A plan by Eversource to resume using herbicides on the Cape and Vineyard has sparked renewed opposition, with Vineyard Haven, the Martha’s Vineyard Commission, state representatives and others all calling for alternatives.

The utility company’s 2017 operational plan targets 17 rights of way in the region, including on West Chop and the Edgartown-Vineyard Haven Road. Company spokesman Michael Durand said Monday that the Massachusetts Department of Agricultural Resources has yet to approve the plan, which was submitted in January. A public comment period ended in March.

As in previous years, the Tisbury selectmen and board of health have written letters of opposition to both the state and Eversource. The Martha’s Vineyard Commission also weighed in this year, raising concerns about the effect of herbicides on the Island ecosystem and pressing for alternatives.

Opposition to spraying is growing on Cape and Vineyard but largely falling on deaf ears at Eversource and state department of agriculture. — Maria Thibodeau

Despite growing opposition, the herbicide maintenance program has gone mostly unchanged since 2013.

“It’s the exact same words, it’s the exact same chemicals,” said Laura Kelley, president of Protect Our Cape Cod Aquifer, which is helping lead the opposition on the Cape.

The Cape group launched an online petition in 2016 asking Eversource not to use herbicides on the Cape and Vineyard. The petition was delivered to the state in March, and remains active with 1,021 signatures. But Ms. Kelley said it will likely have no effect.

She said four towns on the Cape want to testify before the state to air their concerns. A hearing was denied in February, but Ms. Kelley said she is aiming for another this year.

“We really think being at the hearing at the statehouse is what’s going to nip this in the bud,” she said.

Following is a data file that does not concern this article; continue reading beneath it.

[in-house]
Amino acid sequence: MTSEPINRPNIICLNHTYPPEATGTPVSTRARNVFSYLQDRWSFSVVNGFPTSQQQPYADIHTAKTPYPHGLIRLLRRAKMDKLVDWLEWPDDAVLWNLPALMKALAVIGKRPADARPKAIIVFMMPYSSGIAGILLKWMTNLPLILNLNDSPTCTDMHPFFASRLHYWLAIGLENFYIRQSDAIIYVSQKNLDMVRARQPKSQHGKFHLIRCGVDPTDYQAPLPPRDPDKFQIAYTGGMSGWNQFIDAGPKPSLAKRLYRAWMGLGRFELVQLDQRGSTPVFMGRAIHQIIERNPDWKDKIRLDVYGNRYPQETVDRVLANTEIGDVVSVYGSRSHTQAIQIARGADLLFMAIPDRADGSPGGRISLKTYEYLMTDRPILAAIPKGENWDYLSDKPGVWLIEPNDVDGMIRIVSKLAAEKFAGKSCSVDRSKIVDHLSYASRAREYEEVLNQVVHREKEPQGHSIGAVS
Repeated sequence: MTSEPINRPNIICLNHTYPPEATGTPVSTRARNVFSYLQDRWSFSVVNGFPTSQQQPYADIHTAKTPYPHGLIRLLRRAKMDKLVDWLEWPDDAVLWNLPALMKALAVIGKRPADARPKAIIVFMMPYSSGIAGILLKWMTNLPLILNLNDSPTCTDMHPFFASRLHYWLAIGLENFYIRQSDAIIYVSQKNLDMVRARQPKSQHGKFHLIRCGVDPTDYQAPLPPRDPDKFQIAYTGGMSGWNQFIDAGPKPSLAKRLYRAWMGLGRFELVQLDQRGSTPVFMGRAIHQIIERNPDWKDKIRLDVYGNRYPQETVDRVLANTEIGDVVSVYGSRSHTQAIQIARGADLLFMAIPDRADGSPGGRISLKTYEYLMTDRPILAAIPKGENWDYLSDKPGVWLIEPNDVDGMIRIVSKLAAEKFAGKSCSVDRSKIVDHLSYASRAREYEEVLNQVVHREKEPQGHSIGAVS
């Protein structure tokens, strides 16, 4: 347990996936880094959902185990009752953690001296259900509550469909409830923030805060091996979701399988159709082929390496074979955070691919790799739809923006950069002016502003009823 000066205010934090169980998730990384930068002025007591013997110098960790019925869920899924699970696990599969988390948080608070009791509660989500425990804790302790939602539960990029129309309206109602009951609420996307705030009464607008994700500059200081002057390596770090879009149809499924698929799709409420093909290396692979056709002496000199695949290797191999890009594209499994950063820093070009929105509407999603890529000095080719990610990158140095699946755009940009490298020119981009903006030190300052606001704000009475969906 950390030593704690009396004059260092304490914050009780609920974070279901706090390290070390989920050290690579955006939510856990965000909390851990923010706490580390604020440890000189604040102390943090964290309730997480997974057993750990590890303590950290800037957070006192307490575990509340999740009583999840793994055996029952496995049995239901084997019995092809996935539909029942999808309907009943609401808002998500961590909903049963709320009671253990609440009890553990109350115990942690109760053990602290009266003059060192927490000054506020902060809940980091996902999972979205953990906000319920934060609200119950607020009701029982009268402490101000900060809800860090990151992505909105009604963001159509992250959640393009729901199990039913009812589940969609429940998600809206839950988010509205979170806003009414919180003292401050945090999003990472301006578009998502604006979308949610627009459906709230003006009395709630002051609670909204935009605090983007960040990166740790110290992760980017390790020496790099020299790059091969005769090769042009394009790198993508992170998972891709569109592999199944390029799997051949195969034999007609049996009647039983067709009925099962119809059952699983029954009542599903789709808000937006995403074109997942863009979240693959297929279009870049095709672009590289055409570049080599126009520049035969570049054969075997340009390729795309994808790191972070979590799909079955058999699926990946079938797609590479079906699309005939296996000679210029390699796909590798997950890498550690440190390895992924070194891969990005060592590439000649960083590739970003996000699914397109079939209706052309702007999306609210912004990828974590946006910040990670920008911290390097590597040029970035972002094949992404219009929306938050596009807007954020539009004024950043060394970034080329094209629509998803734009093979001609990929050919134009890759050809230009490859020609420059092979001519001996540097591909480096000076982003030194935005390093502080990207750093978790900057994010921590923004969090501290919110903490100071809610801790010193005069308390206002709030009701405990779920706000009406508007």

Meanwhile, state representatives Dylan Fernandes and Sarah Peake, along with Sen. Julian Cyr, have pressed the state agriculture deparment and pesticide bureau to resume a four-year moratorium on herbicide use by Eversource (formerly NStar) that began in 2009. Mr. Fernandes said he plans to file a bill that would allow towns to ban certain chemicals without a home rule petition.

“We’ve been incredibly vocal to the state about our need to protect our sole-source aquifer,” he told the Gazette.

Concerns on the Vineyard focus largely on water quality and human health. In a letter dated March 22, the Tisbury board of health urged Eversource not to apply herbicides within a half mile of any water body or recharge area in town and requested that only mowing and other mechanical methods be used.

The letter also demands 72 hours notification to the town before herbicides may be applied, along with a complete list of herbicides being used, and a time and date when it would be safe for nearby residents to return home after the spraying.

Board of health member Michael Loberg said Eversource’s legal counsel has refused to allow the company to sign a document agreeing to inform residents of a safe-return date. “If they were to answer that question, that would in effect expose them to liability,” Mr. Loberg said. He said he hopes the request will spur the company to reconsider its approach.

The Eversource plan lists a number of herbicide brands, including Rodeo, whose active ingredient, glyphosate, has been called a probable carcinogen by the World Health Organization, and Garlon 4 Ultra, which is toxic to oysters.